Ten Thousand Fly In For Doomed UN Climate Talks

More than 10,000 people are flying to Marrakesh for a UN climate change conference despite officials admitting that they will make little or no progress on key issues. The two-week meeting, which begins in the Moroccan city on Monday, was declared as the “conference of action”, where 195 countries were supposed to reveal how they will fulfil pledges made a year ago to cut their emissions. Instead, they are likely to agree to suspend talks until 2018. However, delegates will be able to stay busy thanks to a Michelin guide to the conference supplied by the UN. It lists top hotels, “beauty and wellness spas”, as well as the best beaches. –Ben Webster, The Times, 5 November 2016

The next three years provide the “last chance” to limit global warming to safe limits in this century, the United Nations said, as it geared up for a conference in Morocco intended to carry forward the Paris agreement on climate change. —Inside Climate News, 3 November 2016

Each year since 1995, the nations of the world have gathered to try to reach a global agreement on carbon dioxide emissions. These ‘Conferences of the Parties’, or COPs as they are usually termed, involve all of the members of the United Nations Framework Convention on Climate Change and take place towards the end of the year. This year will see the twenty-second COP take place in Marrakesh. Over the years the COPs have developed a style all of their own. Indeed, some observers have even gone as far as to suggest that each year sees less and less by way of meaningful activity, and more and more liturgy and ritual. They may just have a point. —Global Warming Policy Forum, 5 November 2016

The Court of Appeal recently upheld the government’s right to cancel the Climate Change Levy (CCL) exemption for renewable generators. In effect this is a retrospective removal of subsidy entitlement, and should remind investors that even a seemingly secure economic rent will collapse when push comes to shove. This has significant implications for the Carbon Price Floor (CPF) and also the value of certificates issued under the Renewables Obligation (RO). The Renewable Heat Incentive (RHI) may also be affected. For the time being the Feed-in Tariff (FiT) and Contracts for Difference (CfD) are probably safe, but anyone in the electricity sector relying on subsidies and handouts has been given fair warning: The government giveth, and the government taketh away. –John Constable, Global Warming Policy Forum, 6 November 2016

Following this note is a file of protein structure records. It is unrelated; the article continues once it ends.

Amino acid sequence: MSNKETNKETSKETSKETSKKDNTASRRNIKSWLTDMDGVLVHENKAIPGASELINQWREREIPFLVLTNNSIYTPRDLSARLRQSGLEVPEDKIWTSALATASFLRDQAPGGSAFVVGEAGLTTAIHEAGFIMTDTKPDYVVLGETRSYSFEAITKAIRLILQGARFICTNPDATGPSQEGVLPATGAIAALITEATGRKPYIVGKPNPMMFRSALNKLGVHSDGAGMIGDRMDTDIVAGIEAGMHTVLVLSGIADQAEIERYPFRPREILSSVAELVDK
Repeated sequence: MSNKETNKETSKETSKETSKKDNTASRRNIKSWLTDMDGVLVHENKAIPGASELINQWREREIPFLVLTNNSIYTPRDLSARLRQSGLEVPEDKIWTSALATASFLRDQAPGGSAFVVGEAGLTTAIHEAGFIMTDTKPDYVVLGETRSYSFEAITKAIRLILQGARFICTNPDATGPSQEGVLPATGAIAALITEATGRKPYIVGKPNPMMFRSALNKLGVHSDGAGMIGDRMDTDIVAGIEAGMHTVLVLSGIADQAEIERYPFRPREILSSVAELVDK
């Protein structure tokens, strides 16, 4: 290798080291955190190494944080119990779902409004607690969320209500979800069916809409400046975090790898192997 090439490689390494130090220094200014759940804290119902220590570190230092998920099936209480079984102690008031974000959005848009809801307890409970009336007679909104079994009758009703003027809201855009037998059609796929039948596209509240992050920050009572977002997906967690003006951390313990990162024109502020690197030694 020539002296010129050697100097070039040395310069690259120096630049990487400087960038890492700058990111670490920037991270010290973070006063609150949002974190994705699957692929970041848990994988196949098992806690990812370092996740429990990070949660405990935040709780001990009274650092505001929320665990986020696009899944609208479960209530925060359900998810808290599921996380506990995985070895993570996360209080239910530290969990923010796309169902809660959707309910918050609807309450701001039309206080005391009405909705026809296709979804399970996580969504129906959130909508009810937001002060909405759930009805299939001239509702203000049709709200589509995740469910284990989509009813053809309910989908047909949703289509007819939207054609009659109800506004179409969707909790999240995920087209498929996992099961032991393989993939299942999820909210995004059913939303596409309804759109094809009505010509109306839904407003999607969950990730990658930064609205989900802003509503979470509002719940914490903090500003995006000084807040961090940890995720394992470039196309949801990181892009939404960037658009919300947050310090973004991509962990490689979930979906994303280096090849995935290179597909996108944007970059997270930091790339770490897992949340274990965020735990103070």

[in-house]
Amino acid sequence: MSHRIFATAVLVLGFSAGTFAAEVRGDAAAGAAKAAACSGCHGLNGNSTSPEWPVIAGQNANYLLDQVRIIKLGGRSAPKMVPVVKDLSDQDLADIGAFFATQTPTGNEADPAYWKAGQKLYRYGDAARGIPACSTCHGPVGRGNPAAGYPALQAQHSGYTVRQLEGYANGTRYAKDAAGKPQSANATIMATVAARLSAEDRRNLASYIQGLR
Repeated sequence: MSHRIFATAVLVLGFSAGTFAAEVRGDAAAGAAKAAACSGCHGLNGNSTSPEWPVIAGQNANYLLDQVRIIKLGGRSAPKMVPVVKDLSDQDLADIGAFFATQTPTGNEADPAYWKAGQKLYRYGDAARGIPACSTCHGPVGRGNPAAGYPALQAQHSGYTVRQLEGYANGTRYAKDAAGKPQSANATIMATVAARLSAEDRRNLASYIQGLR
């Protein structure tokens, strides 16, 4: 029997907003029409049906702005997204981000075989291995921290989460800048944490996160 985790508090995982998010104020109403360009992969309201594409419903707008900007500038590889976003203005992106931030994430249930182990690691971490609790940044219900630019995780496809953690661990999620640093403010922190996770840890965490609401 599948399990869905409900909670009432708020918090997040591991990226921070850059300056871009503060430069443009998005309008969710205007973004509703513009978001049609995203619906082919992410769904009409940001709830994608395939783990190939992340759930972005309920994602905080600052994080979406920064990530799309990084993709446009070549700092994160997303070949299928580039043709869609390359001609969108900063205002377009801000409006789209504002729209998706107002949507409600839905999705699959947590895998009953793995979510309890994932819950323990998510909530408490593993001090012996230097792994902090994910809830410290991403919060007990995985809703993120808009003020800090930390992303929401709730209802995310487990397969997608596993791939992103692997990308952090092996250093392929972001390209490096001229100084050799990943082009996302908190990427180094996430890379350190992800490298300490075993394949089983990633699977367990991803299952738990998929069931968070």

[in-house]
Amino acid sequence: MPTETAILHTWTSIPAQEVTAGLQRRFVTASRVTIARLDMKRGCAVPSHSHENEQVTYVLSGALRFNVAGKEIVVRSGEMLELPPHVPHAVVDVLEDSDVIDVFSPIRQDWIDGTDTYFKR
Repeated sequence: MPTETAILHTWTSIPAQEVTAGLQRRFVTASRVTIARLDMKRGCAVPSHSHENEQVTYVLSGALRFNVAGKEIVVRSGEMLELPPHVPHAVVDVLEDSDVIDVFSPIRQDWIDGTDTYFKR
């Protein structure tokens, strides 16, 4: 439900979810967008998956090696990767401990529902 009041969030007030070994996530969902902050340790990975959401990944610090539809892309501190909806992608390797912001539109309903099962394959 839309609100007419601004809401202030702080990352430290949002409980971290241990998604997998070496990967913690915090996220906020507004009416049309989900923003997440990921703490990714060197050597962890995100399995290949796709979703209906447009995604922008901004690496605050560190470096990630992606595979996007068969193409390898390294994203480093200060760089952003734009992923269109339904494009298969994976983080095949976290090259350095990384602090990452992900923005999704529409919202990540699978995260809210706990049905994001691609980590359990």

India will be a global coal production bright spot with the country increasing global market share of output from 10.1 per cent in 2016 to 13.1 per cent by 2020. In 2016, the country will surpass the United States to become the second largest coal producing country in the world, second only to China, despite remaining a net importer of the mineral, BMI Research said. —Press Trust of India, 4 November 2016

Public funds from Europe’s carbon trading programme ‚Äì set up to help poorer countries reduce emissions ‚Äì will help build two plants that will emit about 7m tonnes of CO2 a year. Greece appears on track to win access to a controversial EU programme that could earmark up to ‚Ǩ1.75bn (¬£1.56bn) in free carbon allowances for the building of two massive coal-fired power plants. “You couldn’t make this up,” said Imke L√ºbbeke, WWF Europe’s head climate and energy policy. “The ETS was intended to reduce greenhouse gas emissions but it now risks being abused to facilitate investments in the new coal plants, which would operate well within the 2060s.” –Arthur Neslen, The Guardian, 3 November 2016  

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    A new President who listens to scientists and a ratification of the climate agreement.
    Its a great week for the world.

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